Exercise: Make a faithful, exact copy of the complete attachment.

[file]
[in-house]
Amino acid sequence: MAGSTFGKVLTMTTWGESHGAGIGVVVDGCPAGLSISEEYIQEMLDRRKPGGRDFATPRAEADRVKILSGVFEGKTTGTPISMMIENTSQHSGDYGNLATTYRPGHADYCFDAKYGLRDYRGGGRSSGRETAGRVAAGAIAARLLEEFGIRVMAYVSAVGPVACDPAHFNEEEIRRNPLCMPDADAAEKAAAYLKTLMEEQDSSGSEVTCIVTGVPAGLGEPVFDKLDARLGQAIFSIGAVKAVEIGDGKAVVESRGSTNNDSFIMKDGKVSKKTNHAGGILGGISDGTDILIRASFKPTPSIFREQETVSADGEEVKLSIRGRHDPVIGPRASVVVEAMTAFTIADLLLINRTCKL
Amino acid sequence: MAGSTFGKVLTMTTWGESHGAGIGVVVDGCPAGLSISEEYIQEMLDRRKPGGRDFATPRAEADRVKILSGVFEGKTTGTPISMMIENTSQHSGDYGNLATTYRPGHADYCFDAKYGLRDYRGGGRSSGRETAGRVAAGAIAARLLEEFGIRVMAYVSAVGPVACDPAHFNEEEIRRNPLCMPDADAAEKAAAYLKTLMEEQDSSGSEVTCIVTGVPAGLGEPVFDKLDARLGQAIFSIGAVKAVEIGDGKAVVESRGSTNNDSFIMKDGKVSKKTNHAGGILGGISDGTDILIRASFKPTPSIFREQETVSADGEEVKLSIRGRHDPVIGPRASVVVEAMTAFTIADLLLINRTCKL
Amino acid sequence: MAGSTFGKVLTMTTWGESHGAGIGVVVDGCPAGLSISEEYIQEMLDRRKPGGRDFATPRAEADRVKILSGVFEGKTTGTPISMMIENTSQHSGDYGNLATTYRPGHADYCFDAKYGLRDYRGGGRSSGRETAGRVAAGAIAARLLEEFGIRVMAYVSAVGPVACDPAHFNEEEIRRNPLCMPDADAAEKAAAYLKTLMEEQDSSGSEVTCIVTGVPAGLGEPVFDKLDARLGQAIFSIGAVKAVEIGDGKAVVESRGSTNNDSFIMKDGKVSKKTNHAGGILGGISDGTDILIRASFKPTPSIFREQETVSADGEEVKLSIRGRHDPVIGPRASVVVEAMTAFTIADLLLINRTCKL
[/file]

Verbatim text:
[in-house]
Amino acid sequence: MAGSTFGKVLTMTTWGESHGAGIGVVVDGCPAGLSISEEYIQEMLDRRKPGGRDFATPRAEADRVKILSGVFEGKTTGTPISMMIENTSQHSGDYGNLATTYRPGHADYCFDAKYGLRDYRGGGRSSGRETAGRVAAGAIAARLLEEFGIRVMAYVSAVGPVACDPAHFNEEEIRRNPLCMPDADAAEKAAAYLKTLMEEQDSSGSEVTCIVTGVPAGLGEPVFDKLDARLGQAIFSIGAVKAVEIGDGKAVVESRGSTNNDSFIMKDGKVSKKTNHAGGILGGISDGTDILIRASFKPTPSIFREQETVSADGEEVKLSIRGRHDPVIGPRASVVVEAMTAFTIADLLLINRTCKL
Amino acid sequence: MAGSTFGKVLTMTTWGESHGAGIGVVVDGCPAGLSISEEYIQEMLDRRKPGGRDFATPRAEADRVKILSGVFEGKTTGTPISMMIENTSQHSGDYGNLATTYRPGHADYCFDAKYGLRDYRGGGRSSGRETAGRVAAGAIAARLLEEFGIRVMAYVSAVGPVACDPAHFNEEEIRRNPLCMPDADAAEKAAAYLKTLMEEQDSSGSEVTCIVTGVPAGLGEPVFDKLDARLGQAIFSIGAVKAVEIGDGKAVVESRGSTNNDSFIMKDGKVSKKTNHAGGILGGISDGTDILIRASFKPTPSIFREQETVSADGEEVKLSIRGRHDPVIGPRASVVVEAMTAFTIADLLLINRTCKL
Amino acid sequence: MAGSTFGKVLTMTTWGESHGAGIGVVVDGCPAGLSISEEYIQEMLDRRKPGGRDFATPRAEADRVKILSGVFEGKTTGTPISMMIENTSQHSGDYGNLATTYRPGHADYCFDAKYGLRDYRGGGRSSGRETAGRVAAGAIAARLLEEFGIRVMAYVSAVGPVACDPAHFNEEEIRRNPLCMPDADAAEKAAAYLKTLMEEQDSSGSEVTCIVTGVPAGLGEPVFDKLDARLGQAIFSIGAVKAVEIGDGKAVVESRGSTNNDSFIMKDGKVSKKTNHAGGILGGISDGTDILIRASFKPTPSIFREQETVSADGEEVKLSIRGRHDPVIGPRASVVVEAMTAFTIADLLLINRTCKL